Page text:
Think Oregon


Joe O’Neill

photo by Blaine Franger Tell us about your childhood. I was the definition of a “latchkey” kid. I attended eight different schools by the time I was in sixth grade, and we had moved fourteen times. Being an only child, and the new kid, I lost myself in books from a very early age. When did you start writing? I’ve been a writer since I was about 10. I developed a series called “Flash Rodgers,” a very witty combination of Buck Rodgers and Flash Gordon. I did all the writing and illustration, and would present the finished product to my mother each Sunday morning. I started writing my first novel when I was 15 (an impossibly bad spy novel). I wrote during college, and in my 20s tried, unsuccessfully, to copy the styles of David Sedaris and Nick Hornby. I wrote lots of stories, and all of them were bad….


State vs Private

A bill before the Oregon Legislature is SB 1559, which would allow grocers in Oregon to sell distilled spirits. The Northwest Grocers say the bill doesn’t go far enough. The Oregon Distillers Guild says the bill will kill the Oregon craft distilling industry. Here, Oregon Liquor Control Commission chairman Rob Patridge debates Alex Duarte of Oregonians for Competition on privatizing liquor sales in Oregon. Rob Patridge OLCC Chairman illustration by Paul Harris   62 1859 OREGON’S MAGAZINE MARCH | APRIL 2014 LOCAL HABIT sound off OREGONIANS CAN walk into any of the 248 liquor stores and buy anything off the shelf, including more than 400 Oregon-made products. Oregonians have more than 2,000 choices for distilled spirits—more than almost any state in the nation because of our distribution system. If a store doesn’t have a product, they can order it. Just ask one of the more than 1,000 employees of these…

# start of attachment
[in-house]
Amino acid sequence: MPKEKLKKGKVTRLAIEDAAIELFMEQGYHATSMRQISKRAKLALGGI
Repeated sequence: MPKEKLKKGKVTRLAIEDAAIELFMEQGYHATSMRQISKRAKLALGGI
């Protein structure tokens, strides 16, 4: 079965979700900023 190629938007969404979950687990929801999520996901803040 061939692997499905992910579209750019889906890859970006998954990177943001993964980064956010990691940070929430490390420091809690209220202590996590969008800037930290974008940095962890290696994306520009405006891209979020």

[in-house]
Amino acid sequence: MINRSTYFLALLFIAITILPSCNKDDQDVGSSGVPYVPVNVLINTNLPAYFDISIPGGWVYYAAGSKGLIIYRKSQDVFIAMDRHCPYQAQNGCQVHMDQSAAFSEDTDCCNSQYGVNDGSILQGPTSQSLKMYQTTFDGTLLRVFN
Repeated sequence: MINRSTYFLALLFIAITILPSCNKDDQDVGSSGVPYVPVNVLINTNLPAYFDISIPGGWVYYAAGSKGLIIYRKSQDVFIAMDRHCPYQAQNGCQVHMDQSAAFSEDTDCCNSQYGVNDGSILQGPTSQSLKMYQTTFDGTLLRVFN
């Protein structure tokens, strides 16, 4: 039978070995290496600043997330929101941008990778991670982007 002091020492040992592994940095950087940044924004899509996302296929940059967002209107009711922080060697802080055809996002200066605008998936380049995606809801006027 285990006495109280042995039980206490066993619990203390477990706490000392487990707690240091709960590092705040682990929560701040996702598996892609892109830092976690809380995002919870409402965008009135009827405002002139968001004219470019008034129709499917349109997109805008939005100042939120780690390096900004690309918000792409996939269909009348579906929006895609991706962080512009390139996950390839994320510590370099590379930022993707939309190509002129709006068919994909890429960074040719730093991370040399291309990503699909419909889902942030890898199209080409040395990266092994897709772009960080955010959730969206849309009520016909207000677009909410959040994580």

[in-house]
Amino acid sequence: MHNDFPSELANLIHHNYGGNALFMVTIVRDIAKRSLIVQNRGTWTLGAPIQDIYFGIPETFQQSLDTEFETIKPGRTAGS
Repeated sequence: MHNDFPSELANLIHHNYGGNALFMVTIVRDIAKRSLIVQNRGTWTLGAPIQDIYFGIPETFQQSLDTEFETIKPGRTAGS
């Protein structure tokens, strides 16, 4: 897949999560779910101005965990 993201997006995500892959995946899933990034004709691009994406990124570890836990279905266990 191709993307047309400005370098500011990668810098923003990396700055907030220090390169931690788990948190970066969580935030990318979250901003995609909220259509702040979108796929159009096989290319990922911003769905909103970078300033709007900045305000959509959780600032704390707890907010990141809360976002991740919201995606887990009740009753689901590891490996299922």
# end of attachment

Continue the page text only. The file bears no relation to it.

Literary Highlight

A self-described ‘cubano de Nueva Jersey via Nuevo Mexico,’ Robert Arellano is the author of six novels, including the 2010 Edgar Award finalist, Havana Lunar. Along with his wife and two children, he relocated to Talent in 2010 to teach at Southern Oregon University, where he is continuing his twenty-year teaching career. Arellano is a 2014 Oregon Literary Fellow. As part of his tenure, he is a volunteer teacher at youth writing workshops, including the César E. Chavez Leadership Conference in March. The conference brings together Latino student leaders from nine regional high schools from Grants Pass to Klamath Falls. photo by Ezra Marcos Congratulations on receiving a 2014 Oregon Literary Fellowship. What’s in the cards for you this year? Thank you. Besides keeping up an invigorating job at SOU, I will teach and deliver the keynote address at Ashland’s Claim Your Story 2 conference in April, as well as…

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The Sharing Economy